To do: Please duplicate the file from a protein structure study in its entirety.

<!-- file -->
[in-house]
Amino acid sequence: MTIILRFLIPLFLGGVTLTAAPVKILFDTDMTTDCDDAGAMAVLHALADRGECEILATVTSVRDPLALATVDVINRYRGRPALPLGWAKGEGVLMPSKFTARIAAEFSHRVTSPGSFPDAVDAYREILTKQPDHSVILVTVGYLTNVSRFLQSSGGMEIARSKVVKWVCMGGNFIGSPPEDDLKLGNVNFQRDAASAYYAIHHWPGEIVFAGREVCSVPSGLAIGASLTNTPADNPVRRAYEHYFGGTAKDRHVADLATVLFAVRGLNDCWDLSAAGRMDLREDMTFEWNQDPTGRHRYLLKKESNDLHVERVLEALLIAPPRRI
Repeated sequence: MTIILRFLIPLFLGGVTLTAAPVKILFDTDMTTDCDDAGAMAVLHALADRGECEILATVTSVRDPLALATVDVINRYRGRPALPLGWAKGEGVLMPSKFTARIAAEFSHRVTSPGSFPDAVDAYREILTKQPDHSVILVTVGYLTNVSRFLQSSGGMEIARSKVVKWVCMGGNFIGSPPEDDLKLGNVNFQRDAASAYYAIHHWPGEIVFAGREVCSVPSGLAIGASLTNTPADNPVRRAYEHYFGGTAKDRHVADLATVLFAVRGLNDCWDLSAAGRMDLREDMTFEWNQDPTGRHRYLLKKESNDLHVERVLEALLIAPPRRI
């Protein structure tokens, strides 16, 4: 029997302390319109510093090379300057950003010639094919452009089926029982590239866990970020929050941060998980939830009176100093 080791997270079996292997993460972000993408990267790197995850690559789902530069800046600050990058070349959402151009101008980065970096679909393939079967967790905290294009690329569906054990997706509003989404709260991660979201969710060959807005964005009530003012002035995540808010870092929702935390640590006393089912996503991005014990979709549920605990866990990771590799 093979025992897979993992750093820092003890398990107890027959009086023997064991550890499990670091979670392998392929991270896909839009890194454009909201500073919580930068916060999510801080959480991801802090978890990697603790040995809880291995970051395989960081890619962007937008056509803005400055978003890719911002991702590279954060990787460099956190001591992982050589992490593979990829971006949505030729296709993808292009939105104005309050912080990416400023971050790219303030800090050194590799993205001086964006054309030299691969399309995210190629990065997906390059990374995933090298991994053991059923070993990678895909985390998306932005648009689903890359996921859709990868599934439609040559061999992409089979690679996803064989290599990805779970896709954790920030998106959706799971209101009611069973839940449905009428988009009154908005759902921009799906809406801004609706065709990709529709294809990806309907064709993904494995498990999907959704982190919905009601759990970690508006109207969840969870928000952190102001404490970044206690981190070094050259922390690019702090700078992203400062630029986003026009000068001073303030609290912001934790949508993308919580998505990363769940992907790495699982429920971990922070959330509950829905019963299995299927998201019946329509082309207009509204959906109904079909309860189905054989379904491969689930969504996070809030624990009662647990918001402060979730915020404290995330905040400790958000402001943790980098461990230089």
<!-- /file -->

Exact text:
[in-house]
Amino acid sequence: MTIILRFLIPLFLGGVTLTAAPVKILFDTDMTTDCDDAGAMAVLHALADRGECEILATVTSVRDPLALATVDVINRYRGRPALPLGWAKGEGVLMPSKFTARIAAEFSHRVTSPGSFPDAVDAYREILTKQPDHSVILVTVGYLTNVSRFLQSSGGMEIARSKVVKWVCMGGNFIGSPPEDDLKLGNVNFQRDAASAYYAIHHWPGEIVFAGREVCSVPSGLAIGASLTNTPADNPVRRAYEHYFGGTAKDRHVADLATVLFAVRGLNDCWDLSAAGRMDLREDMTFEWNQDPTGRHRYLLKKESNDLHVERVLEALLIAPPRRI
Repeated sequence: MTIILRFLIPLFLGGVTLTAAPVKILFDTDMTTDCDDAGAMAVLHALADRGECEILATVTSVRDPLALATVDVINRYRGRPALPLGWAKGEGVLMPSKFTARIAAEFSHRVTSPGSFPDAVDAYREILTKQPDHSVILVTVGYLTNVSRFLQSSGGMEIARSKVVKWVCMGGNFIGSPPEDDLKLGNVNFQRDAASAYYAIHHWPGEIVFAGREVCSVPSGLAIGASLTNTPADNPVRRAYEHYFGGTAKDRHVADLATVLFAVRGLNDCWDLSAAGRMDLREDMTFEWNQDPTGRHRYLLKKESNDLHVERVLEALLIAPPRRI
């Protein structure tokens, strides 16, 4: 029997302390319109510093090379300057950003010639094919452009089926029982590239866990970020929050941060998980939830009176100093 080791997270079996292997993460972000993408990267790197995850690559789902530069800046600050990058070349959402151009101008980065970096679909393939079967967790905290294009690329569906054990997706509003989404709260991660979201969710060959807005964005009530003012002035995540808010870092929702935390640590006393089912996503991005014990979709549920605990866990990771590799 093979025992897979993992750093820092003890398990107890027959009086023997064991550890499990670091979670392998392929991270896909839009890194454009909201500073919580930068916060999510801080959480991801802090978890990697603790040995809880291995970051395989960081890619962007937008056509803005400055978003890719911002991702590279954060990787460099956190001591992982050589992490593979990829971006949505030729296709993808292009939105104005309050912080990416400023971050790219303030800090050194590799993205001086964006054309030299691969399309995210190629990065997906390059990374995933090298991994053991059923070993990678895909985390998306932005648009689903890359996921859709990868599934439609040559061999992409089979690679996803064989290599990805779970896709954790920030998106959706799971209101009611069973839940449905009428988009009154908005759902921009799906809406801004609706065709990709529709294809990806309907064709993904494995498990999907959704982190919905009601759990970690508006109207969840969870928000952190102001404490970044206690981190070094050259922390690019702090700078992203400062630029986003026009000068001073303030609290912001934790949508993308919580998505990363769940992907790495699982429920971990922070959330509950829905019963299995299927998201019946329509082309207009509204959906109904079909309860189905054989379904491969689930969504996070809030624990009662647990918001402060979730915020404290995330905040400790958000402001943790980098461990230089």